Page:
On June 17, 2020, the Regional Bureau for Arab States kicked off its AHDR Webinar Series 2020, focusing on Human Development in the Arab States in the time of COVID-19. The first of the series looked at Public Health in the Arab Region. Participants discussed morbidity and mortality rates related to COVID-19; unique vulnerabilities at community and state levels, linked to the particular conditions of the region; and the risks, successes and recommendations for effective COVID-19 responses with the goal of decreasing inequities.
Moderator: Rima Afifi, Professor and Interim Head, Director of Graduate Studies, Director, Prevention Research Center for Rural Health at the University of Iowa
- Fadi El-Jardali, American University in Beirut, Associate Professor of Health Policy and Systems; Director of the Knowledge to Policy (K2P) Center
- Ali Mokdad, Director of Middle Eastern Initiatives and Professor of Global Health at the Institute for Health Metrics and Evaluation (IHME) at the University of Washington
- Nicola Jones, Gender and Adolescence: Global Evidence (GAGE) Director and Principal Research Fellow, Gender, Equality and Social Inclusion, Overseas Development Institute (ODI)
Investing in public health capacities and resilience:
- Capacities in public health systems vary across the region. Many countries and governments in the region have underinvested in public health infrastructure, which had repercussions during this crisis, as those that did invest were quicker to react.
- Not many countries in the region are resilient when it comes to facing health and economic shocks. The crisis has exposed many dysfunctions about the lack of coordination across sectors.
- Public health preparedness is not just about ensuring that the system is better prepared to respond to health crises; it’s about harnessing the strength of all other sectors to respond in effective and coordinated ways.
- This is a great opportunity for the public health community, political scientists and academics to reshape the narrative around public health. Having underinvested in public health, many countries can make the case that public health investment is the most effective and needed investment.
Data concerns and the need for evidence-based interventions:
- The region needs better health information systems. Country averages hide disparities and subnational data is often lacking. With respect to key data points such as infection rate, capacity of providers, and number of deaths, there are issues of data transparency and accessibility.
- There is a major confidence gap between people and government, which was heightened during the crisis and was evident in the lack of trust people had in the data that was released.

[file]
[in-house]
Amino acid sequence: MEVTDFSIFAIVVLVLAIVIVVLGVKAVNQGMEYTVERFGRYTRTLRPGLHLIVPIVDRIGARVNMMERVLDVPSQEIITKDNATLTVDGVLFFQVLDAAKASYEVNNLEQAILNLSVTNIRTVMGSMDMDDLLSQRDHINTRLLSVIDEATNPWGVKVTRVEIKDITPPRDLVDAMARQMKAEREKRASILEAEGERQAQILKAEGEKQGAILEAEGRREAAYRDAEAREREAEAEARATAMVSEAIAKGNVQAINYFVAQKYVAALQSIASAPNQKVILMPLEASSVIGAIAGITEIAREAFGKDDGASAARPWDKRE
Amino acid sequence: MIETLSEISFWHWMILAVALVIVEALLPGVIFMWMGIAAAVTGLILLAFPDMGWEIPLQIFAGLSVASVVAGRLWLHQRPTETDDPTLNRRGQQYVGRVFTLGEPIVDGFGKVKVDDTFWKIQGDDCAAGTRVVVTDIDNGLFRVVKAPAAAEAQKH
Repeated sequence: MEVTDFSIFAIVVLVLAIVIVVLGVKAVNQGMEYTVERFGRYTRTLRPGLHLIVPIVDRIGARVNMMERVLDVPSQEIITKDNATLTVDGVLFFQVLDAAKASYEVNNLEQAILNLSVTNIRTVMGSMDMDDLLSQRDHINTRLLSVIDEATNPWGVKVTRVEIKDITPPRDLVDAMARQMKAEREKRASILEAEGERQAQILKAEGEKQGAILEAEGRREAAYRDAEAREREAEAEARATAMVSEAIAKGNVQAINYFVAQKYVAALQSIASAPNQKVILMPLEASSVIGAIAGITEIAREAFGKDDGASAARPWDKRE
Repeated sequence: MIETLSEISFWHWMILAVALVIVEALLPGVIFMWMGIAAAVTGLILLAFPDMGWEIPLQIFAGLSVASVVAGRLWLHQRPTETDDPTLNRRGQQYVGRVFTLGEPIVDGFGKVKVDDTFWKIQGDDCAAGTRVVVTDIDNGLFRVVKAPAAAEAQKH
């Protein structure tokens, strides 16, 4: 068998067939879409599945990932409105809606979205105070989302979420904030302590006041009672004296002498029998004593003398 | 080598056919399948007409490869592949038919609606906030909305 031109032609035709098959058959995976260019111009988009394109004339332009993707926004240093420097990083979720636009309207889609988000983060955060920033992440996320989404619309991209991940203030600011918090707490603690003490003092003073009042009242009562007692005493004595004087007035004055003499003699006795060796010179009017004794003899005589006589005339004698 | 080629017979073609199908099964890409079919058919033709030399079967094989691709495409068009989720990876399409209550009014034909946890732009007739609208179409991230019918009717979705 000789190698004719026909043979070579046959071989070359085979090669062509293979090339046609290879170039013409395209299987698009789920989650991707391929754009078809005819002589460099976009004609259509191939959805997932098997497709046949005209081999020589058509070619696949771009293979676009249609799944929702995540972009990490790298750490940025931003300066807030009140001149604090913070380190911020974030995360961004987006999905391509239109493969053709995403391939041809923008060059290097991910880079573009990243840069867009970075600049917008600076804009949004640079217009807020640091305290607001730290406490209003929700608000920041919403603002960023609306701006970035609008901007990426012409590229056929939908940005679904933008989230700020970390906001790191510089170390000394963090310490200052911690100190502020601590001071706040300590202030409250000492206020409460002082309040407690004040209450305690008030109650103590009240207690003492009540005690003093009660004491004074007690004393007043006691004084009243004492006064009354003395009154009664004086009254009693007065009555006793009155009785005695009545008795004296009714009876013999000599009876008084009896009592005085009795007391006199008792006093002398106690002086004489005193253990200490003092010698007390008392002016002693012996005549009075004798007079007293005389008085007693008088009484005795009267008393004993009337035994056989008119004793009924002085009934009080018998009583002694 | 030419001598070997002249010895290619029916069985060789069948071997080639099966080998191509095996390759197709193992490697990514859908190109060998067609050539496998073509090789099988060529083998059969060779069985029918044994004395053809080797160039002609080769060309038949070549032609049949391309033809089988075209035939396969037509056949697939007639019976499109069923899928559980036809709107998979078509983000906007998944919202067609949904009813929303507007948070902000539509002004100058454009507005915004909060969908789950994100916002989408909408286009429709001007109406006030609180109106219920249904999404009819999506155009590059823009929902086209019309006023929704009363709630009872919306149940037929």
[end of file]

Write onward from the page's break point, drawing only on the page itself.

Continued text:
- Good community-level coordination, organization and data reporting is key to overcoming COVID-19. Credible, quality data is needed to design effective responses.
- Governments need to invest in digital technologies. Many hospitals have no electronic records and poorly coded death registries. But digital health and mobile applications have been effective in reaching communities and changing behaviour.
Impact on communities facing multiple vulnerabilities:
- COVID-19 came to the region amidst existing challenges, including communicable and infectious diseases, conflict and war.
- In communities with already fraught relationships between refugee and host communities, the underlying issues have been exacerbated by the pandemic. For instance, Syrian youth are reporting feeling afraid to leave their communities to access services, for fear of being beaten by authorities or host community.
- There is a huge gap around mental health provision. Before COVID-19, referral systems for those suffering from mental health challenges were already limited and fragmented. There are critical issues related to stigma in accessing treatment. There is also an intersection between gender vulnerabilities and mental health.
- A broader package of social protection services is needed, yet we have seen little evidence of rapid scaling up of social protection systems for vulnerable populations. There may be one-off payments like the winterization payments, but no significant shift to address economic and food insecurity, which are rising. Agriculture-importing countries need to consider implications for food security, including transportation.
- COVID-19 responses tend to focus on biological risk factors, such as age, pre-existing or immunocompromised conditions. But social risk factors play a role as well. There is a need to ensure that the most vulnerable are consulted and involved in the design of responses.
- Finally, important to consider is support for youth with physical and visual disabilities, who may lack access to online education.
Turning a crisis into an opportunity – achieving health equity:
- This is an opportunity to put in place rebuilding plans that prioritize health system resilience for future outbreaks. The public health community, political scientists and academics must all participate in reshaping the narrative around public health.
- It is time to institutionalize the relationship between public health experts and policymakers by involving public health experts and officials in designing infrastructure.
- The pandemic has exposed many inefficiencies in the region. In adapting to the post-pandemic reality, public health systems should strengthen their institutional muscle memory for what’s working, rather than go back to business as usual.
- How countries respond to COVID-19 will shape regional cooperation and coordination around shared challenges for many years to come.
A full recording of the webinar is available here.